Britain joined the United States on Tuesday in banning passengers traveling from airports in several Muslim-majority countries from bringing laptops, tablets and other portable electronic devices on board with them when they fly.
The U.K. ban applies to six countries, while the U.S. ban applies to 10 airports in eight Muslim-majority countries.
Fliers can still travel with these items, but they must be packed in their checked baggage on U.S.- and U.K-bound flights from airports across the countries including busy transit hubs in Istanbul, Dubai and Doha, Qatar.
The British ban will also include some cellphones and is expected to apply to all airports in the six nations.
A spokesman for the British Prime Minister’s office said the measures were based on the “same intelligence the U.S. relies on.”
Senior U.S. administration officials said the rules were prompted by “evaluated intelligence” that terrorists continue to target commercial aviation by “smuggling explosives in portable electronic devices.”
“Based on this information, Secretary of Homeland Security John Kelly and Transportation Security Administration acting administrator Huban Gowadia have determined it is necessary to enhance security procedures for passengers at certain last-point-of-departure airports to the United States,” officials said late Monday.
Federal officials initially described the ban as indefinite. But a spokesman for the Department of Homeland Security, David Lapan, said the directive runs until Oct. 14 and could be extended for another year, “should the evaluation of the threat remain the same.”
The officials would not provide details on the threats. One example they cited involved a bomb, possibly hidden in a laptop, that exploded on board a Somali plane going from Mogadishu to Djibouti, not a U.S.-bound flight.
However, a person familiar with the security warning said the government has long been concerned about the aspirations of a Syria-based terrorist group to build explosive devices hidden inside electronics in a way that would be hard to detect.
In 2014, such concerns led to a tightening of security procedures on U.S.-bound flights, but at the time, some officials said that the design of such devices did not appear to have moved past the planning stages. One person familiar with the new restrictions said they were based on more recent intelligence that suggested terrorists had gotten further along in developing such hidden explosives.
Under the restrictions, travelers to the United States from 10 mostly Middle Eastern airports will be required to put all personal electronic devices larger than a cellphone or smartphone in their checked baggage. U.S. airlines are not affected by the ban because none offer direct U.S.-bound flights from the affected airports.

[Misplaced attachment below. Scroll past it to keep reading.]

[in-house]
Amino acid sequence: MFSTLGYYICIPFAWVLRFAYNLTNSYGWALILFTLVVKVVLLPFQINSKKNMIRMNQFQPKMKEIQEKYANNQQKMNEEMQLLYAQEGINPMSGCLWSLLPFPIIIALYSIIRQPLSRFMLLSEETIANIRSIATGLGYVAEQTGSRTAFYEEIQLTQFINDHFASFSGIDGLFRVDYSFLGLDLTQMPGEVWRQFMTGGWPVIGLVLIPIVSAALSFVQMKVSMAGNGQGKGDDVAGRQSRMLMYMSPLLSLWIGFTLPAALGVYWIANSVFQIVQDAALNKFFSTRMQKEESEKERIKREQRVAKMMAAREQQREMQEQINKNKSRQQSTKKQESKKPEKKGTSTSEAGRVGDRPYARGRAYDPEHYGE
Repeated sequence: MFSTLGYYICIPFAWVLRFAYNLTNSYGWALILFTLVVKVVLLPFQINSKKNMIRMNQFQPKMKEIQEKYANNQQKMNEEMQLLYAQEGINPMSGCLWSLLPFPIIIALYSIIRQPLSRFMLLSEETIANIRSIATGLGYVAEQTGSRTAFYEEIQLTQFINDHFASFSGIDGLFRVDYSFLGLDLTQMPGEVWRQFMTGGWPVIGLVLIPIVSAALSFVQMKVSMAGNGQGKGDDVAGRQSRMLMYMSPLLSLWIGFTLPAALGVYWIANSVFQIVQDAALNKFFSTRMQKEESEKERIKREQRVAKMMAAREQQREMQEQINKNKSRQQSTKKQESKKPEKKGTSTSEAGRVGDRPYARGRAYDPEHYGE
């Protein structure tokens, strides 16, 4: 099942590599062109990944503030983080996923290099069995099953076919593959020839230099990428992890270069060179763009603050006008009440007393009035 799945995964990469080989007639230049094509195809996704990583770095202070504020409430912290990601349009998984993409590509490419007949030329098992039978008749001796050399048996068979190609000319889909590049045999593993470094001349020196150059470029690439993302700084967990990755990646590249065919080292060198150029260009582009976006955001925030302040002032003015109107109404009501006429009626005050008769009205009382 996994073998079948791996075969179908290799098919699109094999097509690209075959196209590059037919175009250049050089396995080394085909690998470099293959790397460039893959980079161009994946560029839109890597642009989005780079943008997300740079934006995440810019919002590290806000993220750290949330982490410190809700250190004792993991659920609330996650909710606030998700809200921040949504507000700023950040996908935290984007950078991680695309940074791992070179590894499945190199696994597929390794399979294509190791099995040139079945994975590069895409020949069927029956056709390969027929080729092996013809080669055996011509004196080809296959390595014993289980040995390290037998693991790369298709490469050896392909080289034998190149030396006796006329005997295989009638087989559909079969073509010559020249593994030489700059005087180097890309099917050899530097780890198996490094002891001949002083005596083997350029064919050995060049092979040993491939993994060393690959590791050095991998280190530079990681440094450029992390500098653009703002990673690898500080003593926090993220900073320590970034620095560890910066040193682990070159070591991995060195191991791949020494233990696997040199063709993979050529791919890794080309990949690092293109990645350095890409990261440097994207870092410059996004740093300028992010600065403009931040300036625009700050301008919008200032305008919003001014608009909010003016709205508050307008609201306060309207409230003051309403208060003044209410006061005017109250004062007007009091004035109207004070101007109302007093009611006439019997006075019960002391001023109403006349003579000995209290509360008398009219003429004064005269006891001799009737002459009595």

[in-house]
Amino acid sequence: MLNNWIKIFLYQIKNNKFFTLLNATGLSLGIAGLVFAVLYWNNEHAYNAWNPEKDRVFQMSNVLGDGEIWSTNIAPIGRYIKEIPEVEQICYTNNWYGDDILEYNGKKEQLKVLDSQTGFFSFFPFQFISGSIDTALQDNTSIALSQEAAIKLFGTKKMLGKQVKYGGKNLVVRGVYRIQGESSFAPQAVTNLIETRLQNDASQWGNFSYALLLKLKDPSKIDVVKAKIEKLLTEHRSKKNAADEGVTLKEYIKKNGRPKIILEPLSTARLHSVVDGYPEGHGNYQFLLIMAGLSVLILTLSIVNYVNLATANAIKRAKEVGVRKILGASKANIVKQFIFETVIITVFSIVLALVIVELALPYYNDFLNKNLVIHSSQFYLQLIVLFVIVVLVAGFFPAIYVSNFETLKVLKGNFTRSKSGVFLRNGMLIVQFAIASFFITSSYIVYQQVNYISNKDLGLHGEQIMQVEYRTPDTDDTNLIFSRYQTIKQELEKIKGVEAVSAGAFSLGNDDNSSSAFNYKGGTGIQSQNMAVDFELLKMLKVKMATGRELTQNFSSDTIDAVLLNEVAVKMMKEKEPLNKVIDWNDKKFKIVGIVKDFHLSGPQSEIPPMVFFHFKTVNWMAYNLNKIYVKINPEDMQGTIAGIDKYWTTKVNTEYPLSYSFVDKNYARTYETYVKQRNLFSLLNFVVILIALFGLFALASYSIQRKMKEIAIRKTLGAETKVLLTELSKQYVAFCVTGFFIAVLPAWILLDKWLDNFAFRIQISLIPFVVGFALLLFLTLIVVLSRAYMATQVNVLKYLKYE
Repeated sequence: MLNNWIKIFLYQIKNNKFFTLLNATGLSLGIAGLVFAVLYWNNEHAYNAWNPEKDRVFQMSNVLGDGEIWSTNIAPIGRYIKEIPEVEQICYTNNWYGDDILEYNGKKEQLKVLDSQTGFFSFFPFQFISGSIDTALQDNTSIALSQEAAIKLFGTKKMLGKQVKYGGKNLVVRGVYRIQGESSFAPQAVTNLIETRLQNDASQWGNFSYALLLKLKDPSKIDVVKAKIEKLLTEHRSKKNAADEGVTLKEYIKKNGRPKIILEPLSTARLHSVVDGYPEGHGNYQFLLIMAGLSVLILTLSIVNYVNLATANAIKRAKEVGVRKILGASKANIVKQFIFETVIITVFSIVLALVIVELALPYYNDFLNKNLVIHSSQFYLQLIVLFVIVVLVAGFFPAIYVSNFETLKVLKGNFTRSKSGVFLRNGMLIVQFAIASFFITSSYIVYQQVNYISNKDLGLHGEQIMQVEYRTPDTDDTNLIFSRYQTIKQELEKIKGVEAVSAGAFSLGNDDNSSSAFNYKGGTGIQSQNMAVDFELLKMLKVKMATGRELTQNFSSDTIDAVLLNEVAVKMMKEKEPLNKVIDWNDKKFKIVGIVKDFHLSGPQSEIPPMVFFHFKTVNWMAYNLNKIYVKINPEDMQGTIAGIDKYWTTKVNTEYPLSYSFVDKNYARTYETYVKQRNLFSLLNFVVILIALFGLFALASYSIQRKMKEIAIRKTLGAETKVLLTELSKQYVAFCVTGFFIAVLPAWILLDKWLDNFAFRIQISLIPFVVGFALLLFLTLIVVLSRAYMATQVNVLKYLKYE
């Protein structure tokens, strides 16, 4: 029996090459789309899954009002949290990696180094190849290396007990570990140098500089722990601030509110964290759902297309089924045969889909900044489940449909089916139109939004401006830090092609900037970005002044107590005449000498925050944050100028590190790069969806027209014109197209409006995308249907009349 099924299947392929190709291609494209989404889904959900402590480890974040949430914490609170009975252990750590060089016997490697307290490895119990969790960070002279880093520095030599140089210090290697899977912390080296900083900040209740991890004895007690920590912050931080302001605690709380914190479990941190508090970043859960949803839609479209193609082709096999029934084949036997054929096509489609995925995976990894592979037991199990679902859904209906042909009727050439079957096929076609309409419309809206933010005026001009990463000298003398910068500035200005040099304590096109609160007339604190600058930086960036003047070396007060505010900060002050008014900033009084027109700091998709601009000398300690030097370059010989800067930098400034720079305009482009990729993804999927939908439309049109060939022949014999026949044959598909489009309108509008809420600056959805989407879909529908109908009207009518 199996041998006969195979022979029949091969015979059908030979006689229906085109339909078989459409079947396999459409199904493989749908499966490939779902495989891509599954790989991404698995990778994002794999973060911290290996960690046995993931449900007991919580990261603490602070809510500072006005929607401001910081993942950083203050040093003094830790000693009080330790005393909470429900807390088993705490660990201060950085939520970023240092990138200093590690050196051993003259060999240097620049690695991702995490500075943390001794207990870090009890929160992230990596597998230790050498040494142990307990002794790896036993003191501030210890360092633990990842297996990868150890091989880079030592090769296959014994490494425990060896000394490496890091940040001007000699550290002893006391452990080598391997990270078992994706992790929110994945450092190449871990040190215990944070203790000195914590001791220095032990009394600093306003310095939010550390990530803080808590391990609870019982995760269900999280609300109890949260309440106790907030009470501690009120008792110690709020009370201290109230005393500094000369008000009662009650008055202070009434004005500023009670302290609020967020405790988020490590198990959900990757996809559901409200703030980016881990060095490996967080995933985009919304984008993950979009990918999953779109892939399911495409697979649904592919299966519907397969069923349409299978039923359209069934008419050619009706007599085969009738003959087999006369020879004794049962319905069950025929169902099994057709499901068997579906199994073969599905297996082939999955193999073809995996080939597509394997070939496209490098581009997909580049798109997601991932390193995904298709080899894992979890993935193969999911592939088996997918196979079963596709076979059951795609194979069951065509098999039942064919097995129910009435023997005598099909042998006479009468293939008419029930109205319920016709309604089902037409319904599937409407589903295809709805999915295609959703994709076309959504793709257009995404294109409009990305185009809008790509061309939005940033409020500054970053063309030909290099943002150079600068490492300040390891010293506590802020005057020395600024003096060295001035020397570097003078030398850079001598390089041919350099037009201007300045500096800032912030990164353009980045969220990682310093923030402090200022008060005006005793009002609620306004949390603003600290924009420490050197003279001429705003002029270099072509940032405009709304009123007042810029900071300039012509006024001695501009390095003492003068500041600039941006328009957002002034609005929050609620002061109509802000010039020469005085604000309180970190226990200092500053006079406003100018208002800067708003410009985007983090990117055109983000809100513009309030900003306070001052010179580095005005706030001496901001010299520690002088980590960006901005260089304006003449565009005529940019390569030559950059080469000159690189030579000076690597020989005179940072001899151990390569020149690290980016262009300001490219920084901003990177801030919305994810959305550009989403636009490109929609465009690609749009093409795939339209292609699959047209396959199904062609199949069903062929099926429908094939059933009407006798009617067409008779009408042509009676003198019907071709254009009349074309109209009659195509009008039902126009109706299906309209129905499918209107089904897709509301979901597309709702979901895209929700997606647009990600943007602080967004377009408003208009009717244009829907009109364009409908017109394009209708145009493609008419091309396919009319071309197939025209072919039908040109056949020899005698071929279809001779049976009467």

Ten airports in eight countries — Egypt, Jordan, Kuwait, Morocco, Qatar, Turkey, Saudi Arabia and the United Arab Emirates — are affected. Officials said that the airports were selected based on the “current threat picture.”
The airports are: Queen Alia International Airport (AMM) in Jordan, Cairo International Airport (CAI) in Egypt, Ataturk International Airport (IST) in Turkey, King Abdulaziz International Airport (JED) and King Khalid International Airport (RUH) in Saudi Arabia, Kuwait International Airport (KWI) in Kuwait, Mohammed V International Airport (CMN) in Morocco, Hamad International Airport (DOH) in Qatar and Dubai International Airport (DXB) and Abu Dhabi International Airport (AUH) in the United Arab Emirates.
Officials said the change will affect passengers who travel on roughly 50 daily flights. Crew members are not included in the device ban.
Turkey’s transport minister, Ahmet Arslan, criticized the ban on Tuesday, telling reporters in Ankara that it was not “beneficial” for passengers and that Turkey already has stringent security measures in place, according to Turkey’s semi-official Anadolu news agency. He added that Turkish officials had spoken about the regulations with their American counterparts and were discussing whether the Trump administration should “step back.”
Word of the ban was first made public Monday afternoon — not by administration officials, but in a tweet sent out by Royal Jordanian Airlines. Initially, U.S. officials declined to comment on the report, saying only that they would provide an update “when appropriate.”
In the tweet, which was later deleted, airline officials advised passengers of the new requirements that would affect travelers on its flights to New York, Chicago, and Detroit and Montreal.
“Following instructions from certain concerned U.S. departments, we kindly inform our dearest passengers departing to and arriving from the United States that carrying any electronic or electrical device on board the flight cabins is strictly prohibited,” the tweet read.
It noted that cellphones and medical devices are excluded from the ban.
Emirates Airlines issued a similar statement on Tuesday, saying that “electronic devices larger than a cell phone/smart phone, excluding medical devices, cannot be carried in the cabin of the aircraft” on U.S.-bound flights. The U.S. routes of Emirates include Dulles International Airport.
Late Monday evening, the airline issued a follow-up tweet: “Further updates will be announced soon regarding #electronicban.”
U.S. officials began outlining the new rules to carriers on Sunday.
A spokesman for the International Air Transport Association, which represents international carriers including Royal Jordanian, said they were not informed of the new restrictions and were working to get additional information from U.S. authorities.
Officials said that airlines will have 96 hours to comply with the restrictions. Carriers that fail to follow them risk losing their authorization to operate in the United States.